Founded in 1976, the Graduate Fellows Program (GFP) provides an interdisciplinary, intergenerational, and inclusive environment for research and training at the Berkeley campus. The GFP plays an integral part in training scholars to address the pressing challenges that face California, the nation, and the world. Read more about the program here. See books by our alumni here.
Your gift will be used to provide training and mentorship to a new generation of scholars engaged in research on race, ethnicity, gender and class in the United States.
Xavier Durham, Sociology
Xavier Durham (he/him) is a Ph.D. student in the Department of Sociology at UC Berkeley whose interests revolve around policing, surveillance, state violence, punishment, inequality, and urban sociology. His current project focuses on the precarious convergence between formerly-incarcerated people and neoliberal security practices in San Francisco’s Tenderloin District, examining how the policed become the police as they navigate a constrained labor market. Previously, he has done extensive work on police use of force during the ongoing COVID-19 pandemic as well as the constitutional ramifications of private policing and what that means for carceral abolition. Xavier’s work has received generous support from the National Science Foundation, Mellon Mays Social Science Research Council, and the Berkeley Center for the Study of Law and Society. He holds an M.A. in Sociology from the University of California, Berkeley, and a B.A. in Sociology (with special honors) from the University of Texas at Austin.
Irene Farah Rivadeneyra, City and Regional Planning
Irene Farah Rivadeneyra is a PhD candidate in City and Regional Planning at UC Berkeley. Broadly, her research revolves around themes of inequality, focusing on topics of urban informality, governance, health, and spatial analytics. Currently, her research interest is on urban governance and the management of public space. In particular, she analyzes how legal instruments and political institutions in Mexico City and San Francisco impact how street vendors, street level bureaucrats, and local politicians negotiate over public space. Another line of her work focuses on the retail food environment and the importance of incorporating informal outlets in food policy interventions. Lastly, she is building a teaching curriculum which integrates methods of spatial analysis with critical theory to improve the ways policymakers and planners use spatial statistics to reduce inequities in cities.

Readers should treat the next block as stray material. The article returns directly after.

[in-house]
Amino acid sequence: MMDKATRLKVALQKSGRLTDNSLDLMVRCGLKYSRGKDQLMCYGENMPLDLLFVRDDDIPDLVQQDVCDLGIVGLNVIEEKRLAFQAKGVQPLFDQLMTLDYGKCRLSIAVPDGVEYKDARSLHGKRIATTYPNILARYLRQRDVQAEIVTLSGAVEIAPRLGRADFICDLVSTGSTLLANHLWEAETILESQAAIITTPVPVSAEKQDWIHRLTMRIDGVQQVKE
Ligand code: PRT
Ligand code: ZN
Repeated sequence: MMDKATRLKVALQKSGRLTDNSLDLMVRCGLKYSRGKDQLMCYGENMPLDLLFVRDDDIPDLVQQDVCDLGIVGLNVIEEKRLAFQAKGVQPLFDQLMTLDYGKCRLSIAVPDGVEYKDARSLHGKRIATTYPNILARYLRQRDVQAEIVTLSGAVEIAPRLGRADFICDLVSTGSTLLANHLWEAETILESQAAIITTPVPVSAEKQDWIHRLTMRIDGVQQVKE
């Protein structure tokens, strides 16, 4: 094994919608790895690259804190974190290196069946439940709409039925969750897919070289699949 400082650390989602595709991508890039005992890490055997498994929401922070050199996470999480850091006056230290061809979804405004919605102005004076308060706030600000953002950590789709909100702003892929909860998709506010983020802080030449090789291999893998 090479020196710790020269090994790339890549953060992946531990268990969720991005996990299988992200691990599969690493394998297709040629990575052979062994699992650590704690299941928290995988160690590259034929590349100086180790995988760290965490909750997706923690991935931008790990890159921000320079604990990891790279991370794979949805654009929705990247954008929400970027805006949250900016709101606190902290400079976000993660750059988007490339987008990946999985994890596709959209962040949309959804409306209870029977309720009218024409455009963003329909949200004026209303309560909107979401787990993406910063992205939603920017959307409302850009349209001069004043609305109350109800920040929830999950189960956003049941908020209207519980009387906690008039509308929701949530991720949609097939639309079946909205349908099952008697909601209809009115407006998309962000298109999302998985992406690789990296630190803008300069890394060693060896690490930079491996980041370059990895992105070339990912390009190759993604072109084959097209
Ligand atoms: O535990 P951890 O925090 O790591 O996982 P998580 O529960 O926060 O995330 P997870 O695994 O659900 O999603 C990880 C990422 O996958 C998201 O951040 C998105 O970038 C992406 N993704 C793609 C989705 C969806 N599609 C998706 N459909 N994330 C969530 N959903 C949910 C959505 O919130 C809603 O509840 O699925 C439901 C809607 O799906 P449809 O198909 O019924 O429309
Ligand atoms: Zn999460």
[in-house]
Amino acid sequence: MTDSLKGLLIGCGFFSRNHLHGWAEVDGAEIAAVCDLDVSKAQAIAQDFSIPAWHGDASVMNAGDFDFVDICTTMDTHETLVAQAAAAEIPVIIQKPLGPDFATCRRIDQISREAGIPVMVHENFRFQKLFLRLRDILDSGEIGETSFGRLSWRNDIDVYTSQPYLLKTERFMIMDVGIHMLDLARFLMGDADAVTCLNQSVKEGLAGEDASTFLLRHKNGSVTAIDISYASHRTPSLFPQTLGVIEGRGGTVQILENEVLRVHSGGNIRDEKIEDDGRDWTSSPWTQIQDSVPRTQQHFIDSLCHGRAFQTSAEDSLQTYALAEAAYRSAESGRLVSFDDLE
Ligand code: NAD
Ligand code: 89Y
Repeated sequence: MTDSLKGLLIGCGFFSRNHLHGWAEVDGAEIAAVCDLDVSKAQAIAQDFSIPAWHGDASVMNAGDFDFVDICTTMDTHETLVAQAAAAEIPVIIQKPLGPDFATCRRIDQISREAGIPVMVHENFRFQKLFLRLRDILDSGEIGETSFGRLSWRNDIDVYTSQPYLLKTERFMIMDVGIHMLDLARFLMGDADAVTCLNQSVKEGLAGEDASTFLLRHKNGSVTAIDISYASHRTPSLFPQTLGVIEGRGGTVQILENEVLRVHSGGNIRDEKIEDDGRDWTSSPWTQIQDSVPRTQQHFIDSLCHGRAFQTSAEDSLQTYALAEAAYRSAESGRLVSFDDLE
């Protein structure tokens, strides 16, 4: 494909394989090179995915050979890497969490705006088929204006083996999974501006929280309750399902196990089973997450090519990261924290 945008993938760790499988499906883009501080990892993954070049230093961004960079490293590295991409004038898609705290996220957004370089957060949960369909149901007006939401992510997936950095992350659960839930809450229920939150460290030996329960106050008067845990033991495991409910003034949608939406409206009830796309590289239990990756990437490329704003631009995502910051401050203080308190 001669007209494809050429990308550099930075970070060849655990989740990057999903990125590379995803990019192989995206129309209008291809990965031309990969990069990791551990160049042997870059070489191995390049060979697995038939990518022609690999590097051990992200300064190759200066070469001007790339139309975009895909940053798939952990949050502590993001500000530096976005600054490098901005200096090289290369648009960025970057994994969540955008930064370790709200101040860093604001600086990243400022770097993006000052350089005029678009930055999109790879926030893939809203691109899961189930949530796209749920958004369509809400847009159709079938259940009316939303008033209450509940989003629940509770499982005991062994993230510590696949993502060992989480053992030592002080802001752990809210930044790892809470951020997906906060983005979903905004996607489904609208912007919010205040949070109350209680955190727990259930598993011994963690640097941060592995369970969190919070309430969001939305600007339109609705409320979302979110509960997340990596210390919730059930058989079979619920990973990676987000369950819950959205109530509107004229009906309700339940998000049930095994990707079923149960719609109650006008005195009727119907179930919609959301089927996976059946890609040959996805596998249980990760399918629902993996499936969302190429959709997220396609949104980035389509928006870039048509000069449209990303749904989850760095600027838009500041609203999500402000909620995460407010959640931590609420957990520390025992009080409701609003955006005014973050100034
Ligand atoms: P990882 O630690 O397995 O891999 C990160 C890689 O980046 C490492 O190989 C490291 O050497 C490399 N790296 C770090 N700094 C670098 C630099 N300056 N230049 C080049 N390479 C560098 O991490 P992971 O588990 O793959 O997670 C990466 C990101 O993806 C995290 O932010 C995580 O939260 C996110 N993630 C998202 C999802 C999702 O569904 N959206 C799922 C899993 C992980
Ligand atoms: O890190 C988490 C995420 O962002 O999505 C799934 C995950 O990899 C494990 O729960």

Daryl Mangosing, Public Health
Daryl Mangosing (they/he/she) is a DrPH Candidate in Berkeley Public Health whose interests lie at the intersection of LGBTQ+ health disparities, community-engaged research, mixed-methods, and Critical Theory. For their dissertation, Daryl is studying sexualized drug use (i.e., recreational or illicit drug use to facilitate and enhance sexual activity), harm reduction practices and strategies, and health outcomes among sexual and gender diverse people in the context of HIV prevention and online dating applications. Previously, they served as a Research Communications Specialist at the Center for AIDS Prevention Studies and Prevention Research Center in the Division of Prevention Science at University of California, San Francisco, where they drove communication efforts and disseminated HIV prevention and public health research. A queer Filipinx from Guam, they received their MPH (Health Communication) from Tufts University and their BA (Health Sciences) from Berea College. Daryl is the Berkeley Public Health Graduate Fellow.
Martha Ortega Mendoza, Education
Martha Ortega Mendoza is the proud daughter of two former restaurant cooks. Currently, Martha is a Ph.D. candidate in the Graduate School of Education at the University of California, Berkeley. Her dissertation builds upon the scholarship focused on undocumented students by documenting and uplifting the academic, social, and financial experiences of undocumented graduate students. Through her research, Martha identifies how institutional agents (e.g., staff, administrators, and faculty) can attract, retain, and help undocumented graduate students complete their graduate studies. In her spare time, Martha loves visiting new restaurants and sharing meals with her husband, family, and friends.